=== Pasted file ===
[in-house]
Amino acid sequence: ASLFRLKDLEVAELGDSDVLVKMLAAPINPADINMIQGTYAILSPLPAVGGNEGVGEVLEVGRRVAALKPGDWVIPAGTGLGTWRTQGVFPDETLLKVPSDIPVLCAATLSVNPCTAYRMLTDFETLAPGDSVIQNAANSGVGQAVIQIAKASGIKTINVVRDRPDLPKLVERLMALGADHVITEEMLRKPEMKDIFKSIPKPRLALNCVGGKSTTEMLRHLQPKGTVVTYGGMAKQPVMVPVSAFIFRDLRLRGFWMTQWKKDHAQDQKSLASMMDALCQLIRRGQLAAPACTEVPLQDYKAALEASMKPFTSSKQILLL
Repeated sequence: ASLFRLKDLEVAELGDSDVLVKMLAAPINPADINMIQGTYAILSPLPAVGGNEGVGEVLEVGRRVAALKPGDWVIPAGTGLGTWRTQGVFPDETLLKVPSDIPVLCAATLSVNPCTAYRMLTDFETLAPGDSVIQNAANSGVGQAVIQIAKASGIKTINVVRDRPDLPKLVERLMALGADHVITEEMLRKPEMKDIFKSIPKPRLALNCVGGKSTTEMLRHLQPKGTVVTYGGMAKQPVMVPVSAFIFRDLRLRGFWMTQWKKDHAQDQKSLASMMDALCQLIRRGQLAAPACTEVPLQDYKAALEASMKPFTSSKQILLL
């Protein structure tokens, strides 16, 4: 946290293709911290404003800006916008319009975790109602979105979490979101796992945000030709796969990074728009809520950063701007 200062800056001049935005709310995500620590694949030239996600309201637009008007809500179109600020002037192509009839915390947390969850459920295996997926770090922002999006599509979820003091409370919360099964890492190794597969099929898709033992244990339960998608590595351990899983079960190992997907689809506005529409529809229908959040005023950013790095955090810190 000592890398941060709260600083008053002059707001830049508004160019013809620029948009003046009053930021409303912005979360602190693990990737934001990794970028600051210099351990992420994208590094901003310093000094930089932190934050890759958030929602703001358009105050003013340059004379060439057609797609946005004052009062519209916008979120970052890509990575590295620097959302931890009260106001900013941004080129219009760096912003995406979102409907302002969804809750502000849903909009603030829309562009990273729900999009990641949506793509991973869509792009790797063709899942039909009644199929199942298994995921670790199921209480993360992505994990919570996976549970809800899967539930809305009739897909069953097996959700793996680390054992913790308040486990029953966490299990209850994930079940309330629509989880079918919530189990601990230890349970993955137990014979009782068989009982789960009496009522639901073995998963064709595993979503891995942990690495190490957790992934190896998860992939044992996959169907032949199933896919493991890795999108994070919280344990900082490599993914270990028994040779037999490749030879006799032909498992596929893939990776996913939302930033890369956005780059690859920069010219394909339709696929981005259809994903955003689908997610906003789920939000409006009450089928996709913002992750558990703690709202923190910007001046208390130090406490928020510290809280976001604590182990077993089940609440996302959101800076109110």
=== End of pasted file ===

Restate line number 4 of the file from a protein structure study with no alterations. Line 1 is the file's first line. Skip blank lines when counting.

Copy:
């Protein structure tokens, strides 16, 4: 946290293709911290404003800006916008319009975790109602979105979490979101796992945000030709796969990074728009809520950063701007 200062800056001049935005709310995500620590694949030239996600309201637009008007809500179109600020002037192509009839915390947390969850459920295996997926770090922002999006599509979820003091409370919360099964890492190794597969099929898709033992244990339960998608590595351990899983079960190992997907689809506005529409529809229908959040005023950013790095955090810190 000592890398941060709260600083008053002059707001830049508004160019013809620029948009003046009053930021409303912005979360602190693990990737934001990794970028600051210099351990992420994208590094901003310093000094930089932190934050890759958030929602703001358009105050003013340059004379060439057609797609946005004052009062519209916008979120970052890509990575590295620097959302931890009260106001900013941004080129219009760096912003995406979102409907302002969804809750502000849903909009603030829309562009990273729900999009990641949506793509991973869509792009790797063709899942039909009644199929199942298994995921670790199921209480993360992505994990919570996976549970809800899967539930809305009739897909069953097996959700793996680390054992913790308040486990029953966490299990209850994930079940309330629509989880079918919530189990601990230890349970993955137990014979009782068989009982789960009496009522639901073995998963064709595993979503891995942990690495190490957790992934190896998860992939044992996959169907032949199933896919493991890795999108994070919280344990900082490599993914270990028994040779037999490749030879006799032909498992596929893939990776996913939302930033890369956005780059690859920069010219394909339709696929981005259809994903955003689908997610906003789920939000409006009450089928996709913002992750558990703690709202923190910007001046208390130090406490928020510290809280976001604590182990077993089940609440996302959101800076109110």